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These opportunistic predators don't have a finicky diet, except that they seem to prefer large forage (they have been known to eat ducklings). Yellow perch, suckers, and panfish are well known as favorite forage for northern pike. These fish, as well as large shiners and chubs, will take pike when fished with a bobber in the weeds or close to the bottom in pools and holes. Many fishermen prefer to use artificial lures for pike, with the red-and-white spoon being a time-honored favorite. Large spinners and crankbaits, especially those that resemble a yellow perch where that species is found, also take northern pike.
The yellow perch (Perca flavescens) can be viewed as a transition species between gamefish and panfish in that it is pursued both for sport and for food. Found throughout the East, Midwest, and in some western states, the yellow perch can be found in all manner of lakes, ponds, and some rivers in its range. Schools of perch generally roam in search of food, often remaining in one area where forage is abundant, and the angler who lucks onto such a school can literally fill a bucket with them.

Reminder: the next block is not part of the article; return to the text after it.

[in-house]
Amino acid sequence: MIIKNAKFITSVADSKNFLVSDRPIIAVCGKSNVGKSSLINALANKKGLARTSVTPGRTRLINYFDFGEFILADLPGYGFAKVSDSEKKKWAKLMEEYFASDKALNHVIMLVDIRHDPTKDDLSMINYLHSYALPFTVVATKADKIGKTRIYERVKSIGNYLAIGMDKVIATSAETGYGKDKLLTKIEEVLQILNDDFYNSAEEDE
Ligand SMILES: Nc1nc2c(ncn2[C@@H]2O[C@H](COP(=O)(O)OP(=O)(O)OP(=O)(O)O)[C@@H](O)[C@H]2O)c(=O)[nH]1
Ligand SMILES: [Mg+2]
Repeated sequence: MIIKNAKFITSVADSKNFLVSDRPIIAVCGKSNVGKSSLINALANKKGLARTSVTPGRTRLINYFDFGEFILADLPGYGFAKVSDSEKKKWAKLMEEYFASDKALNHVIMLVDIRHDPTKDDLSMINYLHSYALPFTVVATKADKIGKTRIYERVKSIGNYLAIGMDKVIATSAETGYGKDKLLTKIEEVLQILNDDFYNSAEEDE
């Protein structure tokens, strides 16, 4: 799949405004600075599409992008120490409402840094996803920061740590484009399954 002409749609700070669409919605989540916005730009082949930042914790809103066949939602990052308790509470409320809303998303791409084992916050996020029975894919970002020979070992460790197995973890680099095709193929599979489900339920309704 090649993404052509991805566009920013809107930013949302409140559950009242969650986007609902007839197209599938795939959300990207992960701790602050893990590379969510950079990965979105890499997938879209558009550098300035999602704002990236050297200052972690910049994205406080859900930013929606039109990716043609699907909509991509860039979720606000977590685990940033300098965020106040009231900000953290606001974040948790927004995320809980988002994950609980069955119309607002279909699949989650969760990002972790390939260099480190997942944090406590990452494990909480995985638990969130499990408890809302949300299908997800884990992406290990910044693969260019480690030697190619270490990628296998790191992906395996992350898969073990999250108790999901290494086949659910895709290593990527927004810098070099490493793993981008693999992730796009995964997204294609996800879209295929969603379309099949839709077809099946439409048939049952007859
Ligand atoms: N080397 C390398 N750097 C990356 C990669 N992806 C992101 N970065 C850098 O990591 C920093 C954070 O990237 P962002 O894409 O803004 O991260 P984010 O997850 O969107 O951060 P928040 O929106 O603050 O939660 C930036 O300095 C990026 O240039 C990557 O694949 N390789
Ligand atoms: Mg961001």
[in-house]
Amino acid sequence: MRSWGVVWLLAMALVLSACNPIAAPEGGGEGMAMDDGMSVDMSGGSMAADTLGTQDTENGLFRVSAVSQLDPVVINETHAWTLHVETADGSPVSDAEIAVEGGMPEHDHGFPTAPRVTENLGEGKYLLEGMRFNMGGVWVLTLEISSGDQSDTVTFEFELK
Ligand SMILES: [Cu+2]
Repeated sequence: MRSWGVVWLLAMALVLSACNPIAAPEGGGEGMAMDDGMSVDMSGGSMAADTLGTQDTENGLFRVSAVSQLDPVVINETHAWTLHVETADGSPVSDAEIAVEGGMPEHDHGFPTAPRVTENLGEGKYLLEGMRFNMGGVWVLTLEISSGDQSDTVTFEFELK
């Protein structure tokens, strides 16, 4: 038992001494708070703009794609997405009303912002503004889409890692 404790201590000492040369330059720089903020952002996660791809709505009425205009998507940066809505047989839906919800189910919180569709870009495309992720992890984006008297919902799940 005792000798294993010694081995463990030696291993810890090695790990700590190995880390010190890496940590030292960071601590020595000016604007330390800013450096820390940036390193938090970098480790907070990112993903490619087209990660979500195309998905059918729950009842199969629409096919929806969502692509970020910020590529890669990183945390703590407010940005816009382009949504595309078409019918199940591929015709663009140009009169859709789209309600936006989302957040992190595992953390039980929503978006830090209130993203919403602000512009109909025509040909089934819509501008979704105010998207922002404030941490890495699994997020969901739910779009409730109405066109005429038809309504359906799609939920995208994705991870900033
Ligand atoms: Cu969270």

Average weight for the species runs less than 1 pound, although a school of jumbo yellow perch may contain fish twice that weight. Yellow perch aren't very finicky feeders, but their forage is limited because of their comparatively small size. Small fish, insects, small crayfish, and snails make up a perch's diet. Probably the best bait for yellow perch is a small minnow fished live on a small hook, either suspended below a bobber or fished with weight close to bottom. Small spinners, jigs plain or tipped with a minnow, and worms also take yellow perch.
Yellow perch are delicious, which is why many anglers strive to fill that bucket. Their firm white flesh is considered one of the tastiest of all freshwater species. A commercial perch fishery exists in some northern waters, but is limited because of this species' comparatively diminutive size.
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